Worse still, the staff who are present either ignore it or deliberately take part in it. In response to abusive staff, prisoners have little recourse because the ADOC does not have an established grievance system. As a result, wardens have a great amount of discretion in determining which excessive force investigations will undergo further review by the ADOC’s Law Enforcement Services Division.
Solutions from the Federal Government and Judiciary
Fortunately, the situation in Alabama has not gone unnoticed by other government officials. In December 2020, then acting Attorney General William Barr sued the State of Alabama and the ADOC for violating the Eighth and Fourteenth Amendment rights of incarcerated Alabamians. In the complaint, the Department cited prisoner-on-prisoner violence and sexual abuse, use of execsssive force by the staff and the failure to provide safe confinement conditions. Similarly, U.S. District Judge Myron Thompson directed Alabama to meet the ADOC staffing targets by July 1, 2025, with yearly benchmarks to monitor progress.
Nevertheless, despite the pressure from the courts, Alabama has failed to remedy the conditions in the existing prisons. Instead, Republican Governor Kay Ivey and the Legislature approved a $400 million plan to build three new mega-prisons using federal pandemic relief funds. Ivey also signed a law granting pay raises and bonuses to prison security staff to attract more employees.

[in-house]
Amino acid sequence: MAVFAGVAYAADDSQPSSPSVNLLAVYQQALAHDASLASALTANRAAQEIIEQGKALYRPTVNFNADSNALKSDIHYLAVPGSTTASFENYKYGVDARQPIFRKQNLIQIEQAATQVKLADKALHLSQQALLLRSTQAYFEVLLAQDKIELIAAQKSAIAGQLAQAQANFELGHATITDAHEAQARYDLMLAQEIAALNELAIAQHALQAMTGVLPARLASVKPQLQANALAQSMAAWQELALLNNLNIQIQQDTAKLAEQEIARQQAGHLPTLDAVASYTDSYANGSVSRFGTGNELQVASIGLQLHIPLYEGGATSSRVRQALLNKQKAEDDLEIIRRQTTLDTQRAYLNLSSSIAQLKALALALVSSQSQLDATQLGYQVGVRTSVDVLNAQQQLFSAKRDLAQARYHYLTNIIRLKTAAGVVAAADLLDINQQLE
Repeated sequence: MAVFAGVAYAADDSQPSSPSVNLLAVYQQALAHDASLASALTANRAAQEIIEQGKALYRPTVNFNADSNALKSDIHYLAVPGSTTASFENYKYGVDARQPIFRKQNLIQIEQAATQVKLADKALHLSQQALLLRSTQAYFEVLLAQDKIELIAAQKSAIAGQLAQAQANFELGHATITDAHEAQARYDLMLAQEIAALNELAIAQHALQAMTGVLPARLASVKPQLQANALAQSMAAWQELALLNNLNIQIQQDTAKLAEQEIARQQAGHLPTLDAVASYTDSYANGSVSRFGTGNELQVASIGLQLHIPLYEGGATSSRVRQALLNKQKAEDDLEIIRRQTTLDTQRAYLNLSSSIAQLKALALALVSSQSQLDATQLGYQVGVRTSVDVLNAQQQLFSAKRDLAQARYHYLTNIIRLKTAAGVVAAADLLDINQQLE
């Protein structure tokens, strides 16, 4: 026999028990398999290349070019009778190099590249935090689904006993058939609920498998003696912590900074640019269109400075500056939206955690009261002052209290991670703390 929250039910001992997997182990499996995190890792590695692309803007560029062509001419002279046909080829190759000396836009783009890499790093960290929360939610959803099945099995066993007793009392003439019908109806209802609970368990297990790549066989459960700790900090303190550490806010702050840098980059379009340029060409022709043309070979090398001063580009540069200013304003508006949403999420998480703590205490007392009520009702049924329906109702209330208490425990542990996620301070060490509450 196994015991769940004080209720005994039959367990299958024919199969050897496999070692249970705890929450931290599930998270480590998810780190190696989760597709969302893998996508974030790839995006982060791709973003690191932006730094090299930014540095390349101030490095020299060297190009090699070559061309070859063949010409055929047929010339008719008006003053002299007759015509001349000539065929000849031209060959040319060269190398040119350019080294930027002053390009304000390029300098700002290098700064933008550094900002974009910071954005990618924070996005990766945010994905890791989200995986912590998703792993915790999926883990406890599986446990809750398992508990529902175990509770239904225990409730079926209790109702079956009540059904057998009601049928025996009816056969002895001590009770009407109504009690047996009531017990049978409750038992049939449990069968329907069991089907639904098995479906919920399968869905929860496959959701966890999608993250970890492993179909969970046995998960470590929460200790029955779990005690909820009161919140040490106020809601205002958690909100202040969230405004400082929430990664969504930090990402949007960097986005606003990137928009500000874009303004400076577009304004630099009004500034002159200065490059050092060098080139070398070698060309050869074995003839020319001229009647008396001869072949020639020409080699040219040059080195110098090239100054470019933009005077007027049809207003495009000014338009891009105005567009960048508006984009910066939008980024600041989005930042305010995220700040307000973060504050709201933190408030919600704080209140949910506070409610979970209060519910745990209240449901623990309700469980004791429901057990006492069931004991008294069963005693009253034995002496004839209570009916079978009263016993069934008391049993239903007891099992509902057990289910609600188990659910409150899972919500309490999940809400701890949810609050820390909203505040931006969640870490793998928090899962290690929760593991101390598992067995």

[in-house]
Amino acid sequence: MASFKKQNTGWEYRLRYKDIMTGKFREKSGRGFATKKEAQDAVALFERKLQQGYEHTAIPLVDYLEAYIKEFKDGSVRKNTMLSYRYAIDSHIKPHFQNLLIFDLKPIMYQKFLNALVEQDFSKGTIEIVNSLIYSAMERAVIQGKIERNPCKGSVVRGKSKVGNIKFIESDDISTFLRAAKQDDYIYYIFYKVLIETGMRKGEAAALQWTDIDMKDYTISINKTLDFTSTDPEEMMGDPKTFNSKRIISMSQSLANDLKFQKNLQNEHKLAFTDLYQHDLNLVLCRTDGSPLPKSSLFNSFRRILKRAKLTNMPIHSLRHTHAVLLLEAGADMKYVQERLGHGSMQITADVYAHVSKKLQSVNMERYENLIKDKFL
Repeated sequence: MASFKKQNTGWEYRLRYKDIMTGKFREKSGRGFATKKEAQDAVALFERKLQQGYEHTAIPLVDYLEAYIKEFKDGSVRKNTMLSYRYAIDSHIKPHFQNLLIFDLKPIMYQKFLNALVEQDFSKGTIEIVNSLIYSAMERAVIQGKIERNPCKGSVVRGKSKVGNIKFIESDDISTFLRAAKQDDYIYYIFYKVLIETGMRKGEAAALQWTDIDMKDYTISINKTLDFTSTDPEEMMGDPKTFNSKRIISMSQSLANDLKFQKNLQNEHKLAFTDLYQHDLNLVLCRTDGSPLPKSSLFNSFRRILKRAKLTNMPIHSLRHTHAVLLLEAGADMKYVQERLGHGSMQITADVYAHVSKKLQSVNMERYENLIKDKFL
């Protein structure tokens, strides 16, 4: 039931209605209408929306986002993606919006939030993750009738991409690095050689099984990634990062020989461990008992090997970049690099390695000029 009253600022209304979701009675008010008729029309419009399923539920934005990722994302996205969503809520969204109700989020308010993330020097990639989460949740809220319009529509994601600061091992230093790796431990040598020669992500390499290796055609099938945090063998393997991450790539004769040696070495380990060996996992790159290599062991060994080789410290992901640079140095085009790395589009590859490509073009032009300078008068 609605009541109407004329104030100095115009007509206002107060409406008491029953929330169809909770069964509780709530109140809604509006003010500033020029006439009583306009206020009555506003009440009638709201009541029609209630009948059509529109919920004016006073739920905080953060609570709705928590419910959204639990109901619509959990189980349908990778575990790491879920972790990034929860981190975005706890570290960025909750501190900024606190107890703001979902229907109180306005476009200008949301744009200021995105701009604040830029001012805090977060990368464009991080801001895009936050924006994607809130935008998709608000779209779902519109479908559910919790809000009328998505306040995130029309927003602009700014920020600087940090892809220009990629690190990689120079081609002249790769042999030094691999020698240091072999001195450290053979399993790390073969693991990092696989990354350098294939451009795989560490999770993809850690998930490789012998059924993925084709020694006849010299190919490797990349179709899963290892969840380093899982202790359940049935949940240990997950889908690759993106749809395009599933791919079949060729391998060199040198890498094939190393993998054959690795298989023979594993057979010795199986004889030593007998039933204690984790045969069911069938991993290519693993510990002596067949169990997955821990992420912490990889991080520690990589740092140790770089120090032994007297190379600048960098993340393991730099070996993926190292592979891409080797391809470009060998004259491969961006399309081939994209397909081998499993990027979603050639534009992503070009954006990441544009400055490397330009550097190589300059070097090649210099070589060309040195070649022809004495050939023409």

Although some lawmakers tried to pass sentencing reforms, the proposals failed because the Alabama District Attorneys Association convinced Republican lawmakers they would face “soft on crime” accusations if they supported it. The legislature also rejected calls to increase the number of individuals out on parole. This would have addressed the overcrowding issues, but Republican outrage surrounding a 2021 incident wherein a man on parole killed 3 people during a robbery stalled the efforts.
Enough is Enough, According to Local Groups
In response to Alabama’s efforts, the Department of Justice remarked that the situation is not exclusively a brick-and-mortar problem. The contractors hired to build these new prisons are also less than satisfactory. According to a press release from Alabamians for Fair Justice, the contractor, CoreCivic, has a history of putting the people imprisoned in their facilities at risk to make more money. And the contractor Alabama Transformation Partners has no experience with construction.
Instead of building new prisons and repeating the mistakes that led Alabama to where it is now, the Appleseed Center recommends that the Department of Corrections’ budget of approximately $570 million be invested into people and communities through diversion programs, mental health counseling and drug addiction treatment.
Alabamians for Fair Justice argues that a diverse and inclusive oversight committee should exist to hold prison officials accountable. They also argue that it’s time to repeal the Habitual Felony Offender Act — one of the strictest three strikes felony law in the nation.
Incarcerated Alabamians are neglected and vulnerable. No individual deserves to suffer in a dehumanizing environment simply because they’ve committed a crime. Aimee Cobb Smith, an attorney who represents the incarcerated before the Alabama parole board, put it best; “[Prison] should be reformative and rehabilitative or we wouldn’t call it the Department of Corrections.”